To avoid negative and frustrating discussions, try to define upfront how the rating might translate to the objectives.

Targets are not set in a joint effort

Often managers set the targets and present them to the employee without any room for discussion. However, the employee must be highly involved in defining their objectives. Ideally, they get to make their own suggestions. Help them work out the steps they need to get there and identify the resources and support required from you. This will increase ownership and motivation. It also ensures that the targets and outcome measures are fully understood.

A Team was inherited

Sometimes a leader inherits a new team and has not actually been involved in their target setting in the first place. In this case, it is so crucial that both parties sit together to review the objectives and ensure they are on the same page. Adjust objectives if necessary. If the digital system is “locked” and does not allow changes, just write them down and share with both parties (maybe also with HR, depending on your company’s processes) and adjust the system once possible.

Business Priorities change throughout a 12 months cycle, but the targets stay the same.

A lot happens in 12 months, and priorities and targets often change. Often, objectives are set at the start of the year, maybe looked at once more during the mid-year review, and then only for the “dreaded” performance review 12 months later. “Businesses no longer have clear annual cycles. Projects are short-term and tend to change along the way.” [6] 

It is essential to regularly check-in and update the objectives, if necessary, for each employee to ensure that they truly reflect their role and job requirements.

6) Feedback is always subjective

No matter how hard we try, our feedback and views of our team’s work are always subjective, based on our preferences, experiences and biases.

“Data shows that all kinds of personal quirks and biases, both conscious and not, influence our appraisals of other people.” [7]

Managers need to pay close attention to their biases and stay open to the views and input of their subordinates. It is important to gather feedback from other people as well, to ensure you get a well-formed view.

Ensure you keep in mind that your definition of success and excellence is subjective and only reflects your truth, not “the truth”. Of course, you are in your role as the manager for a reason. And you are expected to guide your team based on your experience and your skills. But be aware that you are managing and measuring them based on your standards, not everyone else’s. If you provide feedback, don’t forget that you obtain it based on your truth. You are only able to share your thoughts, feelings and experiences. This quote sums it up perfectly: “We may not be able to tell him where he stands, but we can tell him where he stands with us.” [8]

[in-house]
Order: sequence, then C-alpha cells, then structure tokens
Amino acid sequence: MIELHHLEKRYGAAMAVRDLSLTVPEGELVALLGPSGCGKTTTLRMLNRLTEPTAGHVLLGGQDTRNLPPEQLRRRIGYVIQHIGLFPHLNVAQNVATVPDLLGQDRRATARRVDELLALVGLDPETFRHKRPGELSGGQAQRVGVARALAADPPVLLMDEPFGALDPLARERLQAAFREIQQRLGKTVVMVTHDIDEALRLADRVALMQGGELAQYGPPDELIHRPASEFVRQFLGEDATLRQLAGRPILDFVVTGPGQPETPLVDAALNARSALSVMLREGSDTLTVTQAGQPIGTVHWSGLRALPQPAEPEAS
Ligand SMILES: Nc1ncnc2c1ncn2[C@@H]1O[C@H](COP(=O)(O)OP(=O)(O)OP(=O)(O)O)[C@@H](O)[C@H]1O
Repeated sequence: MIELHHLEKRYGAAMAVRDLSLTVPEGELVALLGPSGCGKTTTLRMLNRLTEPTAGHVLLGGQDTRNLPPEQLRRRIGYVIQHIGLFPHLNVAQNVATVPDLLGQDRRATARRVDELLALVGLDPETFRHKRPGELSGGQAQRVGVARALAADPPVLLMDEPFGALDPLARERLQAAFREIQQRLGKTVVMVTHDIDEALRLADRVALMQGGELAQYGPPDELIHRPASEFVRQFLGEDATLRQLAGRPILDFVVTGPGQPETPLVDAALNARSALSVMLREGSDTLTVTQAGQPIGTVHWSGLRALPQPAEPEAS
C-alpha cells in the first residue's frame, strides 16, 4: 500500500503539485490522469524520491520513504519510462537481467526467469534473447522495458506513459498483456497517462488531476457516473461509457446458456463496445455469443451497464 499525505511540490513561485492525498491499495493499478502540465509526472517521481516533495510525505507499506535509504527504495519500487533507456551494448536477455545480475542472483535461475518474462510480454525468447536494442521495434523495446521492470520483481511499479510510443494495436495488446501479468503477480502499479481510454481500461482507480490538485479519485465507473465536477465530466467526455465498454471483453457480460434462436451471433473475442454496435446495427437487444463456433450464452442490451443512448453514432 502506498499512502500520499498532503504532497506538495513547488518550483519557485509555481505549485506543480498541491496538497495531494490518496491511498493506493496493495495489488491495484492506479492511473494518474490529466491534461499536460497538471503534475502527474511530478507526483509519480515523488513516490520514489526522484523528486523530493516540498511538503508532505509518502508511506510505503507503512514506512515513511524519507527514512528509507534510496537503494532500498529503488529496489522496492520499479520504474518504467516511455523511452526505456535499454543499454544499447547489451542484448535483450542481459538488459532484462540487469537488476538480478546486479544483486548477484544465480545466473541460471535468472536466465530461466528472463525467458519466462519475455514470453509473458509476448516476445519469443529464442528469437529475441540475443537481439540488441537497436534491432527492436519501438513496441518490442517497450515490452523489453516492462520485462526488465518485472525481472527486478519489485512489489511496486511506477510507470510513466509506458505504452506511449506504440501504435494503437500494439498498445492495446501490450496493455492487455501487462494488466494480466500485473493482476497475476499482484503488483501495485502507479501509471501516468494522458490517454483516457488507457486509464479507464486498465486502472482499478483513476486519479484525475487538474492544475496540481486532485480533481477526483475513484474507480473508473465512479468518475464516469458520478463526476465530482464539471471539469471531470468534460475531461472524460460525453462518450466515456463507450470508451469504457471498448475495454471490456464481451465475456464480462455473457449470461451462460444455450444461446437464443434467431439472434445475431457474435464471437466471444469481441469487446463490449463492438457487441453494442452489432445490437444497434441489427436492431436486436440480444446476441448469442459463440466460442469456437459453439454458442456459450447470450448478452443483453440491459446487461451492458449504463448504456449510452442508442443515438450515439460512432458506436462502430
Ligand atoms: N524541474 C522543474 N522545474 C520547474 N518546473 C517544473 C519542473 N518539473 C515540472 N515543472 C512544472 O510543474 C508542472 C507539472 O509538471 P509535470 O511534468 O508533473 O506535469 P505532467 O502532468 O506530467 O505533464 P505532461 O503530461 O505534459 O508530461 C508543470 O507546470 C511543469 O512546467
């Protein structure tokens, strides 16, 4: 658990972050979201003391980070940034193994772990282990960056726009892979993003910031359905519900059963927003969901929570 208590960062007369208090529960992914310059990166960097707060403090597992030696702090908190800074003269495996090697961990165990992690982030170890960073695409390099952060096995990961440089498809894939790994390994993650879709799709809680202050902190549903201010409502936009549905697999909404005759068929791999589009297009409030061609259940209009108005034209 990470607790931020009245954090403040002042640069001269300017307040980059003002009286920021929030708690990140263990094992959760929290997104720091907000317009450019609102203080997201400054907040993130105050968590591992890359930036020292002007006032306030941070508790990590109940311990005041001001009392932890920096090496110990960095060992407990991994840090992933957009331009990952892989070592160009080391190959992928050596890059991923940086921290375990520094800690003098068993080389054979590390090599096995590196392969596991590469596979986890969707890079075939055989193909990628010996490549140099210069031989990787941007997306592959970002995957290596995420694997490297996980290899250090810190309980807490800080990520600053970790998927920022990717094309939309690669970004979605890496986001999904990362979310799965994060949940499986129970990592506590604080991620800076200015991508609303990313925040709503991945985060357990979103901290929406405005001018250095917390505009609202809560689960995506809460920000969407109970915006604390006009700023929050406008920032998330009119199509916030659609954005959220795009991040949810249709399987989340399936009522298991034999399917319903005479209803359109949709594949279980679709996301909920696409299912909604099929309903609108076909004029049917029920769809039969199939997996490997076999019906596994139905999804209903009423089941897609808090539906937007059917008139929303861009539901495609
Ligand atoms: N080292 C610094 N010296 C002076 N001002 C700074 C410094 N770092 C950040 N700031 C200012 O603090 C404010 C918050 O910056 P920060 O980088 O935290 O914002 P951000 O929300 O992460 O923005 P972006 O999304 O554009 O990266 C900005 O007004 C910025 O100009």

When providing feedback, it is best to focus on behaviours. Try and use the start, stop, or continue framework. “What is the employee doing now that is not working? What are they doing that is highly effective? What actions should they adopt to be more so?” [9] And make sure that you always give specific examples of the situation. There is nothing worse than vague or general feedback. Make it count.

7) Feedback often focusses on “weaknesses.”

We live in a world where we are always measured and judged base on our weaknesses. It starts in school and continues throughout our education and career path. We are told what to “fix” to achieve excellence. But excellence looks different for everyone. We all have unique talents that allow us to create our own version of excellence. 

“OUR GREATEST ROOM FOR OVERALL PERSONAL IMPROVEMENT ISN’T WHERE WE’RE WEAKEST, BUT WHERE WE’RE STRONGEST.”

Focussing on individuals’ “weaknesses” does not enable learning and growth; it impairs it. Research by Gallup has shown that “people who have the opportunity to use their strengths are six times as likely to be engaged in their jobs.” [10] 

Gallup’s research also showed that people who learn to use their strengths every day have 7.8% greater productivity.[11] 

Of course, we need to manage and become aware of our “shortcomings” so that they don’t hold us back. But the truth is that not everyone can be good across everything. And we need to allow for individualised excellence profiles and align these to the strengths of the individual. 

Try to focus on the strengths of your team members, help them to improve and excel in those areas. Keep it positive. Ask them about their achievements and what they are proud of. Maybe offer a strengths assessment and explore together how they can best use their strengths in their work every day. (Read more on strengths assessment and development here: How to leverage your strengths and unleash your unique superpowers)